Expected Council Action
In April, Security Council members expect to receive a briefing in consultations on the UN Mission for the Referendum in Western Sahara (MINURSO). The Special Representative for Western Sahara and head of MINURSO Alexander Ivanko, and the Personal Envoy of the Secretary-General, Staffan de Mistura, are the anticipated briefers
The MINURSO mandate expires on 31 October.
Key Recent Developments
The upcoming Council meeting will be the first time de Mistura addresses the Council since his appointment as Personal Envoy in November 2021. The post had been vacant for two and a half years following the resignation of Horst Köhler, the former German President, in May 2019. Upon assuming office, de Mistura undertook diplomatic engagements with several stakeholders in the conflict, including Morocco, neighbouring countries and the Polisario Front—the entity representing the inhabitants of the Western Sahara region, known as Sahrawis. De Mistura visited the region on a trip that began on 12 January. He first met in Rabat with Moroccan Foreign Minister Nasser Bourita and Ambassador Omar Hilale, the country’s Permanent Representative to the UN. During the meeting, Morocco reportedly reiterated its position regarding its autonomy plan. (The plan, which Morocco submitted to the UN in 2007, calls for integrating the territory into Morocco, with the Sahrawi people managing their internal affairs while being represented externally by Morocco.)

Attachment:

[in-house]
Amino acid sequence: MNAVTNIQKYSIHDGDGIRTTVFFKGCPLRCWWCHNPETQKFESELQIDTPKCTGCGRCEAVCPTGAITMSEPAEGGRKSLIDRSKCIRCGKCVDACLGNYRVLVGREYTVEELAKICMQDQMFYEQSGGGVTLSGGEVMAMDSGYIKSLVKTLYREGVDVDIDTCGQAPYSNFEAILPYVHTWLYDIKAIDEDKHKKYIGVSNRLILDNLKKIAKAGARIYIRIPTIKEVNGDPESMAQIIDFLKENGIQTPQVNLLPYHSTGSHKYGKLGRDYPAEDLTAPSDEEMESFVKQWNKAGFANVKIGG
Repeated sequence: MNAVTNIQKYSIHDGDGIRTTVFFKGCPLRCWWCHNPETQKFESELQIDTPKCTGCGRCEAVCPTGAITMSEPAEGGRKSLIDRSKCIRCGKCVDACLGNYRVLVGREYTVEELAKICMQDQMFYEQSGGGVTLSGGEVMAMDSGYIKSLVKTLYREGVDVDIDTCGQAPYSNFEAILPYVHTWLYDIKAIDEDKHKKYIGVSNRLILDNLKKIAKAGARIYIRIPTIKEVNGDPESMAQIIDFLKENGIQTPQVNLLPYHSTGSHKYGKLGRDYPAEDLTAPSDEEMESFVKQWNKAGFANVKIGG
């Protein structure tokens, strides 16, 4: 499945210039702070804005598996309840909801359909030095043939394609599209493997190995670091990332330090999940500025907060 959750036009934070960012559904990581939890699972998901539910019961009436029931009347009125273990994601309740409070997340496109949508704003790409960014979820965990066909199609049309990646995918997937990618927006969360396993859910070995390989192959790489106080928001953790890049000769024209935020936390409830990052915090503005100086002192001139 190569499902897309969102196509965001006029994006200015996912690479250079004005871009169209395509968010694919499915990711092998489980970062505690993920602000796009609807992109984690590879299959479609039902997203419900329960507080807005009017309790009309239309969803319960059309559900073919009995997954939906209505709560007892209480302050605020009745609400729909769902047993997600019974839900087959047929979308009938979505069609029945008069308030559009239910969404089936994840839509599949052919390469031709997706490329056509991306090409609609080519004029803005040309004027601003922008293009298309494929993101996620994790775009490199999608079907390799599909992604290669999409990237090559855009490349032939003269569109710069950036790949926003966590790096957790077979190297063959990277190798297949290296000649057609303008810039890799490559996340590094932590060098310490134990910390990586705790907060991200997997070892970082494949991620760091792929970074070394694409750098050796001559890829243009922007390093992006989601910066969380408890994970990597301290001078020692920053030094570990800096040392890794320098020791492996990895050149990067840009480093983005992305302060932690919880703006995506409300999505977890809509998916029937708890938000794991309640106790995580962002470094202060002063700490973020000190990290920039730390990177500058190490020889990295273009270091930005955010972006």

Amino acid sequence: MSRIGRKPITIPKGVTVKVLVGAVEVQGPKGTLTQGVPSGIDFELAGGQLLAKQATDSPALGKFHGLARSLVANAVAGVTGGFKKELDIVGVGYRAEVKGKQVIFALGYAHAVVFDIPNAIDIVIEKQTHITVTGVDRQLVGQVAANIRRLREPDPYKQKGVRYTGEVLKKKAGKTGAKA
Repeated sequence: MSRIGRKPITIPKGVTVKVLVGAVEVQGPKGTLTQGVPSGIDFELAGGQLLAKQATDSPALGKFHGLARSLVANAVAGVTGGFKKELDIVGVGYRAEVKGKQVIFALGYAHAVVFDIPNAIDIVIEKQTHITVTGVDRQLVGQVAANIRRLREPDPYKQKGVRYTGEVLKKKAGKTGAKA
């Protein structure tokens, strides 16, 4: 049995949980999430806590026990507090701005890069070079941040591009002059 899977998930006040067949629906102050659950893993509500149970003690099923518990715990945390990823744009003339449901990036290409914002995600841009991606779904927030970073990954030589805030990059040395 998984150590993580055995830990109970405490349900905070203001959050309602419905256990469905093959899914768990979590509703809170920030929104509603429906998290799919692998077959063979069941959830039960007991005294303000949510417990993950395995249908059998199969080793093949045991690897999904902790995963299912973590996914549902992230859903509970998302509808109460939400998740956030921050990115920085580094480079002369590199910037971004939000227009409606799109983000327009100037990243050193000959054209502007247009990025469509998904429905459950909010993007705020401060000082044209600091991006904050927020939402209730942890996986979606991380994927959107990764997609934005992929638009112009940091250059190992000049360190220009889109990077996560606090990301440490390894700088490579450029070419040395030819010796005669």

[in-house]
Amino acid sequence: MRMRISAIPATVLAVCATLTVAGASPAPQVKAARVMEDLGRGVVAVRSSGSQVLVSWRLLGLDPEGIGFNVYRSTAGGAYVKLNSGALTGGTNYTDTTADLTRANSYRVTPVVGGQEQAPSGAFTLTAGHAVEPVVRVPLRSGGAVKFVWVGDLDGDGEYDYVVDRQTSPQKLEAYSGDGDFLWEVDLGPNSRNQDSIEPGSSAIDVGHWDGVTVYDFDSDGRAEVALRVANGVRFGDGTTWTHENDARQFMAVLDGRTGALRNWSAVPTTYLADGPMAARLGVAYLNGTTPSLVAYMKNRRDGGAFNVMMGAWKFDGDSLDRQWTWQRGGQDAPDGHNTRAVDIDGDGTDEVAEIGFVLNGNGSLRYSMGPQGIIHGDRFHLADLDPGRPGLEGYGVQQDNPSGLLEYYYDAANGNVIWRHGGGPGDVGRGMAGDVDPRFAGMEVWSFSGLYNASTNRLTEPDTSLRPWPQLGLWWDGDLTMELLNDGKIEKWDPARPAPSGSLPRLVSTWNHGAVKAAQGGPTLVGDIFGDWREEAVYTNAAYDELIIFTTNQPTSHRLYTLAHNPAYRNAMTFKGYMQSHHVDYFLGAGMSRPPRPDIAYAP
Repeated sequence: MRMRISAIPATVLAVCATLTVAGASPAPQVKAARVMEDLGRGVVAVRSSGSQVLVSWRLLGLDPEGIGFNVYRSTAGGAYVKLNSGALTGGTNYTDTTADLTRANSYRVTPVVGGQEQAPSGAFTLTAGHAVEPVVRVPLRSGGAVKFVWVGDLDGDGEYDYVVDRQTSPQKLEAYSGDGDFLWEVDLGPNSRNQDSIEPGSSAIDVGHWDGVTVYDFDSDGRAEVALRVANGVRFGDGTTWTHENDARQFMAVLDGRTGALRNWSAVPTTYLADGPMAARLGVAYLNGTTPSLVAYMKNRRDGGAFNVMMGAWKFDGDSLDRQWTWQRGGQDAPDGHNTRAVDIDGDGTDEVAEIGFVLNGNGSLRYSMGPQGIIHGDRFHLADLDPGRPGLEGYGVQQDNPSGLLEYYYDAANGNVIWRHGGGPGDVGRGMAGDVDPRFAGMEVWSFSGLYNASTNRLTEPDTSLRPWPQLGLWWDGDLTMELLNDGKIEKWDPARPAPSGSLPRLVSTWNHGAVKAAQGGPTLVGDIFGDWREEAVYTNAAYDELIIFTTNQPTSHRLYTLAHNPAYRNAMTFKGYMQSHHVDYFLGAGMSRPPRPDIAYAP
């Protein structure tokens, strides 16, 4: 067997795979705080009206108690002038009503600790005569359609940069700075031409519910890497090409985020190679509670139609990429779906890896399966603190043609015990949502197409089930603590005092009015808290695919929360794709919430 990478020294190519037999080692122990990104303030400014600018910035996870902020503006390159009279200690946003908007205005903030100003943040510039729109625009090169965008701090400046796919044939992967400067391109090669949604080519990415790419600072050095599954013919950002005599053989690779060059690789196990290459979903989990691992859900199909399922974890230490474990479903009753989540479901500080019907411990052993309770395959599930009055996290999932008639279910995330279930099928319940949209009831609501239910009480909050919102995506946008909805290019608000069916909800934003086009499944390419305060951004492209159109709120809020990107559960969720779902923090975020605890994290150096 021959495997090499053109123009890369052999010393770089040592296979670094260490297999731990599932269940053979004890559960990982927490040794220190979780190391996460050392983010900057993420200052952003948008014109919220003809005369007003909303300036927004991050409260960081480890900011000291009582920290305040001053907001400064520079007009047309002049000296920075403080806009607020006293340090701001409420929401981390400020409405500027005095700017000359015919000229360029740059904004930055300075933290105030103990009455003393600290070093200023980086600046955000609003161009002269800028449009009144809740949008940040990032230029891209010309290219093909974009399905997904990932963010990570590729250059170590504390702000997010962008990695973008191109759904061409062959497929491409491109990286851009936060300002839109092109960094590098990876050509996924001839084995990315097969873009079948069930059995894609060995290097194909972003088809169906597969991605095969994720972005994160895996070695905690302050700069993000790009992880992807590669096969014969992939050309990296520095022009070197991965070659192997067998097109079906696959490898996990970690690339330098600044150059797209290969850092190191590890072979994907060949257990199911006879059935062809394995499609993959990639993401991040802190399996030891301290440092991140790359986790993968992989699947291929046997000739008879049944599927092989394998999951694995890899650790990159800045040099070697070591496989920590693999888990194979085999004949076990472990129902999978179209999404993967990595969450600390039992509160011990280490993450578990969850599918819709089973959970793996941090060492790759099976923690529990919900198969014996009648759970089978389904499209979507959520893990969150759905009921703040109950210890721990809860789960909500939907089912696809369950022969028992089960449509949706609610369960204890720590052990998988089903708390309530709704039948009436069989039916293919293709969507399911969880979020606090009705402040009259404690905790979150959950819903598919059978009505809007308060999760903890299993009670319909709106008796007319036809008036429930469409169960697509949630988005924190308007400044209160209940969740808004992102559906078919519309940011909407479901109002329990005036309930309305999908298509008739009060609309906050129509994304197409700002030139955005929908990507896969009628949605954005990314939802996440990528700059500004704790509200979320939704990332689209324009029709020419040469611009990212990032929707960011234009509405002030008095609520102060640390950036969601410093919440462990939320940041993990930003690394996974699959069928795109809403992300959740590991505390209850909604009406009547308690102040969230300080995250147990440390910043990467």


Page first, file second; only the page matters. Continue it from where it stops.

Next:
On 15 January, de Mistura met with Polisario Front President Brahim Ghali and visited the Tindouf refugee camps in Algeria. A UNHCR report published in February states that these camps host some 90,000 Sahrawi refugees, although UNHCR also notes that the actual number is estimated to be much higher. The Polisario Front reportedly reiterated its “attachment to the organisation of a referendum of self-determination of the Saharawi people”.
On 17 January, de Mistura met with Mauritanian President Mohamed Ould Ghazouani and Foreign Minister Ismail Ould Cheikh Ahmed in Mauritania’s capital, Nouakchott. He returned to Algeria for a meeting with Foreign Minister Ramtane Lamamra and Amar Belani, Algeria’s Special Envoy on the question of Western Sahara and Maghreb Countries. In a press release following de Mistura’s visit, Algeria expressed support for direct negotiations without preconditions between Morocco and the Polisario Front and for the revitalisation of the joint settlement plan of 1991, which includes holding a referendum.